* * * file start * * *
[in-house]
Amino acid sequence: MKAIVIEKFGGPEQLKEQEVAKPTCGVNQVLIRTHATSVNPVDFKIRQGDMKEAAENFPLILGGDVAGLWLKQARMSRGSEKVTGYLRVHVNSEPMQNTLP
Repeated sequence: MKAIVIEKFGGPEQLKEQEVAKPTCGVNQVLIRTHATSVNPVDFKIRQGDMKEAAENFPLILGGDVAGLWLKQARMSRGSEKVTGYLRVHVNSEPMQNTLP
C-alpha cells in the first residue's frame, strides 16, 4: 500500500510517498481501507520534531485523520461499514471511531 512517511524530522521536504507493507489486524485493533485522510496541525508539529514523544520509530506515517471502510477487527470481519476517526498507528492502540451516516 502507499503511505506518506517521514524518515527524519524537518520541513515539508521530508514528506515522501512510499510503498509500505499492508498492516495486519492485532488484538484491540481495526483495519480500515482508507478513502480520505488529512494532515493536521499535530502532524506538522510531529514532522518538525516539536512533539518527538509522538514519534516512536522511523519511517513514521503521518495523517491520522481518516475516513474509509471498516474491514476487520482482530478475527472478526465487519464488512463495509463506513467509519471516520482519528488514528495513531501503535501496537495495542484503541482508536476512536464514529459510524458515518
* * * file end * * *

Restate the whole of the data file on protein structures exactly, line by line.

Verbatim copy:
[in-house]
Amino acid sequence: MKAIVIEKFGGPEQLKEQEVAKPTCGVNQVLIRTHATSVNPVDFKIRQGDMKEAAENFPLILGGDVAGLWLKQARMSRGSEKVTGYLRVHVNSEPMQNTLP
Repeated sequence: MKAIVIEKFGGPEQLKEQEVAKPTCGVNQVLIRTHATSVNPVDFKIRQGDMKEAAENFPLILGGDVAGLWLKQARMSRGSEKVTGYLRVHVNSEPMQNTLP
C-alpha cells in the first residue's frame, strides 16, 4: 500500500510517498481501507520534531485523520461499514471511531 512517511524530522521536504507493507489486524485493533485522510496541525508539529514523544520509530506515517471502510477487527470481519476517526498507528492502540451516516 502507499503511505506518506517521514524518515527524519524537518520541513515539508521530508514528506515522501512510499510503498509500505499492508498492516495486519492485532488484538484491540481495526483495519480500515482508507478513502480520505488529512494532515493536521499535530502532524506538522510531529514532522518538525516539536512533539518527538509522538514519534516512536522511523519511517513514521503521518495523517491520522481518516475516513474509509471498516474491514476487520482482530478475527472478526465487519464488512463495509463506513467509519471516520482519528488514528495513531501503535501496537495495542484503541482508536476512536464514529459510524458515518